Thank you for posting. First let me point out that the reason for a person needing an antidepressant is due to the brain's chemistry being imbalanced to begin with. Depression is a physical illness that is caused by a chemical imbalance. Taking medication for this physical ailment is just like taking a medication for any other physical problem that a person may have. The guidelines put into place to monitor someone who is flying an aircraft on an approved medication is extremely stringent.

    Your comment is just like saying that if someone is on an antidepressant they should not be allowed to drive a car. Many more lives are endangered on the highways each day than there are in the air. Ten percent of the American population is on an antidepressant. Do we stop all depressed people from driving a car? Ask any mental health professional about pilots and antidepressants and see what their opinion is.

  5. Not true. There are no physical tests — blood test, X-ray, brain scan — that can prove the physical existence of a mental problem. And there are no chemical tests that can be done. In fact, prominent American psychiatrists are already walking away from the "chemical imbalance" theory, admitting that it was only a theory used to explain to the public what they themselves did not understand.

    Logically, then, it would be impossible to "re-balance" something that one doesn't even know is "unbalanced."

    Psych drugs are just like your average street drug, only pharmaceutical-grade, legal, and (in many cases) given at a reduced dosage.

    We all know or have heard of someone else who has freaked out while on drugs.

    Why should it surprise us when a pilot on antidepressants does the same thing?

  6. First, we do not know what caused Captain Osbon to act the way he did during this flight. There is no evidence that he was on antidepressants. There are several medical reasons that would cause someone to have a breakdown of this nature. Too many people are assuming that this was all due to the pilot being on medications.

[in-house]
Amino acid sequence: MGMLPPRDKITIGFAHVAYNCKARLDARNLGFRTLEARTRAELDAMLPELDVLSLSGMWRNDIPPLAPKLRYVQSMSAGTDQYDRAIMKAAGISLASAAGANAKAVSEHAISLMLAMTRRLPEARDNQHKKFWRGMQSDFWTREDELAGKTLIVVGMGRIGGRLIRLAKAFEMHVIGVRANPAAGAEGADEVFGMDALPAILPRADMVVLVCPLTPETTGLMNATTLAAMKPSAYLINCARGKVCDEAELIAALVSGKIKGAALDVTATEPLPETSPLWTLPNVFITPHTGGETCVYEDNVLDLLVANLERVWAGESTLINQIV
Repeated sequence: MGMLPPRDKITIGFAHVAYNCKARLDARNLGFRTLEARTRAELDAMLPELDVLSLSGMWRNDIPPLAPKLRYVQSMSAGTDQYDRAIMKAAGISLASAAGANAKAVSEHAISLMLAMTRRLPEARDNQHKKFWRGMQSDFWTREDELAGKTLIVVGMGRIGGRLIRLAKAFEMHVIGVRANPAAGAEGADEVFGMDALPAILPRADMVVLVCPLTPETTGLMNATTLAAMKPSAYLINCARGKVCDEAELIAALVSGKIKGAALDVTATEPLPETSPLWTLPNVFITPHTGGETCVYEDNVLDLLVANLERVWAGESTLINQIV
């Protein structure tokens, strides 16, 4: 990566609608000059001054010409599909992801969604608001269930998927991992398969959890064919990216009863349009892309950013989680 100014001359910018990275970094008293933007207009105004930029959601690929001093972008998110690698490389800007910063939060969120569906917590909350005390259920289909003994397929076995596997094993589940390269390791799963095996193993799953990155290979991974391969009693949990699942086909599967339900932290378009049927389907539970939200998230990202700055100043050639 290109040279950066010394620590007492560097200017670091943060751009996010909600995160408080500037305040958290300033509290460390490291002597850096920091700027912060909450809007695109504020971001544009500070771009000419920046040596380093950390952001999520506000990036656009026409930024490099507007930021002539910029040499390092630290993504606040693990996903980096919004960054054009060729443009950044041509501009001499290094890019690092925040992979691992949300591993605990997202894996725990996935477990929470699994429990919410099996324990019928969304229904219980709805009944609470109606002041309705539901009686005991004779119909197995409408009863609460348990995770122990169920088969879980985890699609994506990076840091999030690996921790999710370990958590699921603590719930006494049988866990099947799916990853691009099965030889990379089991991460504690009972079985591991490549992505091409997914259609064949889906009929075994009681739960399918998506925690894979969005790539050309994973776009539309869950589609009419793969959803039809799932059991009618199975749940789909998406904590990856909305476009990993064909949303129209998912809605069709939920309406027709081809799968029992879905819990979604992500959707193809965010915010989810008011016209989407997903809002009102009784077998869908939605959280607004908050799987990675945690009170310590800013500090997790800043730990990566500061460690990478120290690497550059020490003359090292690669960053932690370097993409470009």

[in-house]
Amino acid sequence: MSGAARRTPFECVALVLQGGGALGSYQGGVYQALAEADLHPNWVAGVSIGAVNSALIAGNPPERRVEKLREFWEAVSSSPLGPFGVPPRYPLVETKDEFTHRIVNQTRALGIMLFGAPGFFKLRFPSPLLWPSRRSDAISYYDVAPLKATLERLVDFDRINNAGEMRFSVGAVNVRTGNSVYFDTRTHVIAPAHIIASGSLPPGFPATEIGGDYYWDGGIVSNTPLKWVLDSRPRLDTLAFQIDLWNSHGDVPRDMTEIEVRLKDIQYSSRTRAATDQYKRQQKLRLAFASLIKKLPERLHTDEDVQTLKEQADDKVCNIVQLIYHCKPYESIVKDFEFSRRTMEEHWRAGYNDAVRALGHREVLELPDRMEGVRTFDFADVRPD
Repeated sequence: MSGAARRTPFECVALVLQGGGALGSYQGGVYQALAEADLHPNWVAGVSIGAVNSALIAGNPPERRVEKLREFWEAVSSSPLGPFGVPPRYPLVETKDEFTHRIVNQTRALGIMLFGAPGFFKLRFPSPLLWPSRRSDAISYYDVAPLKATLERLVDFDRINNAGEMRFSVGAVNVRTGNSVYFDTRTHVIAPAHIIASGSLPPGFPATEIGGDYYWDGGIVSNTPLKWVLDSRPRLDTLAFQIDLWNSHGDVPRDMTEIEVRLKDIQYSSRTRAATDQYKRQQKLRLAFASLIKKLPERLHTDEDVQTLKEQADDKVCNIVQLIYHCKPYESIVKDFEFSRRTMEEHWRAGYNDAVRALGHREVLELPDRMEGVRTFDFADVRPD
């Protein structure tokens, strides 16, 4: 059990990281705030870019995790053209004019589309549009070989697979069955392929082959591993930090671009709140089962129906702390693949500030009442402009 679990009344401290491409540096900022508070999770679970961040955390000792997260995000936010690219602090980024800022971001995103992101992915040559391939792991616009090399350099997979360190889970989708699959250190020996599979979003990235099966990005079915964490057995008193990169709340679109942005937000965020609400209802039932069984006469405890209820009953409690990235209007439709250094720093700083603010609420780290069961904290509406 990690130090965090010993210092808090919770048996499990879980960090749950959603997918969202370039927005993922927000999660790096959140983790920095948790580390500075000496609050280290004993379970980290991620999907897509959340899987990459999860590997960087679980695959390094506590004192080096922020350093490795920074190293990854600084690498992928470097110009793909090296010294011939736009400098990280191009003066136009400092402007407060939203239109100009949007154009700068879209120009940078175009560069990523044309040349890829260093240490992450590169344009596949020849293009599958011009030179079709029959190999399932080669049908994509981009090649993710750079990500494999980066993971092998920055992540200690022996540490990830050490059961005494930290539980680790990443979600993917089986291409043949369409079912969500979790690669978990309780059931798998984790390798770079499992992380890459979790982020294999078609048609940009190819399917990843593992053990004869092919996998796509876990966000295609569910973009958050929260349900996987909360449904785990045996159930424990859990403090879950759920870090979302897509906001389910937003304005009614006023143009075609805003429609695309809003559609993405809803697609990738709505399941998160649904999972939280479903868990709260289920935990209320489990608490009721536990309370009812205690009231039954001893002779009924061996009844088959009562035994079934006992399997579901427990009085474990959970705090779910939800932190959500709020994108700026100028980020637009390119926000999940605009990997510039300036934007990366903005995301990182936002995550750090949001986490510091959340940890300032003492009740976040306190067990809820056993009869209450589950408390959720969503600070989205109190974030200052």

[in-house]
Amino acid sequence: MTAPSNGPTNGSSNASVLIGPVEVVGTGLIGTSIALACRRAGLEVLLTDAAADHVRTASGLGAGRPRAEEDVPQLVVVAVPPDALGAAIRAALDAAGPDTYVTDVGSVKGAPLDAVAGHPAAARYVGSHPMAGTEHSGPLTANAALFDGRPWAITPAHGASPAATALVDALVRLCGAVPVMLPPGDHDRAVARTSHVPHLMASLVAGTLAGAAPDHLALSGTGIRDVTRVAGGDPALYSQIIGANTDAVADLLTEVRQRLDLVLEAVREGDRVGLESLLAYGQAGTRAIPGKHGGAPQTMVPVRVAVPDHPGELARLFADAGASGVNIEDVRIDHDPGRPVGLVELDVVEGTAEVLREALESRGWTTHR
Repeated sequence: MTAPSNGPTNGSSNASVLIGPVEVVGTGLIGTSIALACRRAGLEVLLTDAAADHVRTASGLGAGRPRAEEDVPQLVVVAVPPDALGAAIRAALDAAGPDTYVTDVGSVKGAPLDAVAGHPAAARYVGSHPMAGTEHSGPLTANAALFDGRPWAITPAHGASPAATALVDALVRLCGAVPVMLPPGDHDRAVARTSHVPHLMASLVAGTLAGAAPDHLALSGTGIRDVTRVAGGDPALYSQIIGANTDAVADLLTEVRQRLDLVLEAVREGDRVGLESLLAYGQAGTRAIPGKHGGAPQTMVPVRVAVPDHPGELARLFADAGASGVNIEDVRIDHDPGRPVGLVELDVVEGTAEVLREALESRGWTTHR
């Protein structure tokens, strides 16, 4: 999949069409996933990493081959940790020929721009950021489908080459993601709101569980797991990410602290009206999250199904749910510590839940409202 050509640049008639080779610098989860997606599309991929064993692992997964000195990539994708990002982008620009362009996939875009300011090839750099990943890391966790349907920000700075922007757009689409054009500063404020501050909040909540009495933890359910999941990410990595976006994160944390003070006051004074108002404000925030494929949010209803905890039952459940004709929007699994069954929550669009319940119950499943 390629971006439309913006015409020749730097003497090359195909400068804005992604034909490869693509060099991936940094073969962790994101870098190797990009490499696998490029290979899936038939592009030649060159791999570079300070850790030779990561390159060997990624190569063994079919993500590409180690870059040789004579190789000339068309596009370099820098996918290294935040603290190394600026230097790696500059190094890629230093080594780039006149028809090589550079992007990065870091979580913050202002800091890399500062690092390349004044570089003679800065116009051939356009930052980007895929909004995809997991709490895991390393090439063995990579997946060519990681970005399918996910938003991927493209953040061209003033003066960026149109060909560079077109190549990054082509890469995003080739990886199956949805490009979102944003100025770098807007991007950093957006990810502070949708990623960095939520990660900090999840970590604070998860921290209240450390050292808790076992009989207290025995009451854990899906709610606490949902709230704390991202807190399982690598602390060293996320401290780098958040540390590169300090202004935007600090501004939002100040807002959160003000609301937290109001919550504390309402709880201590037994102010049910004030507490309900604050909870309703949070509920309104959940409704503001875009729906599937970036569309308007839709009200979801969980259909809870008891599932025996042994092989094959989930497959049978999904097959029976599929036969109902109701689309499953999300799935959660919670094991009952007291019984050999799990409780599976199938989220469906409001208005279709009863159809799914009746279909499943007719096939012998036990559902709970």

Now let's get to the rest of your post. There actually have been studies using PET scans that shows a significant difference in the brain of a person who suffers from depression and that of a person who does not. Therefore, there is evidence of a chemical imbalance that causes depression.

    I also know that there are two sides to every issue. There are some people who would argue that black is white and that white is black. You can find all the evidence you want on the internet in an attempt to prove either side of any issue.

    Your comments that medications are like an "average street drug" is absolutely ludicrous. When I was on medications I know what they did for me. These medications certainly did not make me react like some druggie on the street. These medications do not contain the types of narcotics that one buys on a street corner.

    My wife is a mental health professional. She is required to keep up on the latest developments in mental health. According to reputable professionals chemical imbalance is a valid explanation for depression and there are PET scans to prove it.

    Thank you for your post.

    Collin Hughes